Patient counselling. The management of DONs can be protracted and might involve several treatments. It is important to counsel the patient and consider the wider implications of different treatment modalities, including the following:

The path to recovery might be simple or complex.

Additional investigations or treatments might be required.

Complications following use of HA filler are usually relatively straightforward to resolve.

Steroid administration, in the presence of a biofilm, might affect the development of severe panniculitis.66

Consider wider implications of oral steroids in each individual, considering comorbidities and COVID-19 risk.

Other available treatment options. Upon review of the literature, there are many other medications that have been used in conjunction with the main treatment modalities to treat DONs. These medicines are associated with low grades of evidence base supporting their use.Table 3 lists these medications, rationale for use, their evidence base, and limitations. 

Role of diagnostic tests

We strongly advocate early consideration of investigations, including checking of inflammatory markers and scanning with high-frequency ultrasound scan (HFUS) in order to:

Have a more targeted treatment strategy

Estimate the underlying prevalence of different pathologies 

Better understand the value of simple tests

The merits of blood sampling. Simple blood testing can assist in the diagnostic process. There is merit in checking inflammatory markers, which can help exclude infection. Following treatment of infection with antibiotics and hyaluronidase, an elevated erythrocyte sedimentation rate (ESR) normalizes and the inflammatory signs settle. Patients with a Type IV immunological reaction have a normal ESR.71

Elevated lactate dehydrogenase (LDH) levels may indicate lymphocyte and/or macrophage activation. High angiotensin converting enzyme (ACE) levels may be secondary to macrophagic and granulomatous immune response, in the same way as with other granulomatous immune-mediated disease like sarcoidosis or sarcoidosis-related disorders.68

The role for tissue sampling. It can be argued that the role of histologic assessment in DONs is crucial.72 Some authors suggest that the relevant filler must be identified before any intervention is considered.7 Unfortunately, the majority of patients refuse tissue sampling, rendering the pathway to a solution more arduous.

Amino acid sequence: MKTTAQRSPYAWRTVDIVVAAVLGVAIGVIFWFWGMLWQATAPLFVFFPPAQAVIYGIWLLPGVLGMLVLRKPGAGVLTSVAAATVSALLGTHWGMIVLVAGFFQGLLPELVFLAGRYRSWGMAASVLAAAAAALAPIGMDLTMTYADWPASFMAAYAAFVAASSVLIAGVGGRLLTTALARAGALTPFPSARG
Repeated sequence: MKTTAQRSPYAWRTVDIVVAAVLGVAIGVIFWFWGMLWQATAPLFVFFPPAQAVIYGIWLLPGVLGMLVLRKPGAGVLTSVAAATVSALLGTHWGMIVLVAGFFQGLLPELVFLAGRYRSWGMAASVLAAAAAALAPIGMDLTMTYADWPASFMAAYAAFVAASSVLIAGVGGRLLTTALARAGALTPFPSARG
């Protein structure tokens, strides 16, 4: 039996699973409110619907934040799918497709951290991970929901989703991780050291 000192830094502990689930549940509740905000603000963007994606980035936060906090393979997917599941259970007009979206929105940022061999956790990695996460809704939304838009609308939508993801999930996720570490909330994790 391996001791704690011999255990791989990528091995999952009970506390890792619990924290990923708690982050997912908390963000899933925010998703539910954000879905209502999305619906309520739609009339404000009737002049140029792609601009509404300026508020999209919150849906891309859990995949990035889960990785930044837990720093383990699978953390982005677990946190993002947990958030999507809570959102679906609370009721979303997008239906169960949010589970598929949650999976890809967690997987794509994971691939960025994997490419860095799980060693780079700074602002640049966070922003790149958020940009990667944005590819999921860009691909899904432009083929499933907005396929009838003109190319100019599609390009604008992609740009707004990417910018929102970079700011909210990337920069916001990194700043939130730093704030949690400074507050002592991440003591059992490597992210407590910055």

Sampling typically involves taking a swab or a biopsy. However, a swab can only collect bacteria found on the surface and not those embedded in the wound bed. A biofilm sample typically requires treatment with ultrasound (i.e., sonication) to release bacteria, while the use of antibiotics prior to tissue sampling might render bacteria unculturable. Standard culture is considered inadequate when suspecting biofilm due to the potential for atypical organisms, including mycobacteria.39

To avoid false negative findings, peptide nucleic acid (PNA) fluorescence in-situ hybridization (FISH) might be considered. This analysis provided the first direct visualizations of bacteria and their locations within tissues after filler injections. Polymerase chain reaction (PCR) is also routinely used when bacteria are slow-growing or difficult to culture.72,73 However, PCR does not discriminate between living and dead cells.14 

Histologic evaluation can inform the type of filler material used and prove the association between a particular filler agent and the skin reaction.74 It may also offer key information where multiple diagnoses, like DTH, infection, or foreign body granuloma coexist.21 

Other investigations and their merits

Ultrasonography represents a non-invasive modality capable of reliable detection and identification of most common types of cosmetic fillers.74,75,76 It can be useful where histopathological assessment fails to elicit specific findings.77 

Specialized investigations (complex, unresponsive situations only). Table 4 details other more specialized investigations that might be used in refractory and complex situations, listing benefits and limitations.


Little consideration has been given to the impact of long-term complications on quality of life (QoL). Thankfully, the majority of complications will be a cosmetic nuisance, particularly where only HA filler was used.

Düker et al2 used the already validated and accepted, Dermatology Life Quality Index (DLQI) to measure the impact of delayed adverse filler reactions on QoL. Including a wide range of fillers, the impact on QoL caused by adverse filler reactions was high even compared to chronic inflammatory diseases, such as psoriasis and atopic dermatitis. As clinicians, we are charged with marshalling our patients through difficult times. This requires the recognition and support for those most challenged by their complication. We must also keep our eye on the evolution of our practice, including determination of the nature and prevalence of the underlying pathologies. This mandates the need for greater use of a medical model and associated greater use of investigations. If we fail to utilize more testing and invasive techniques, DONs will continue to be the poor relative in comparison with acute complications.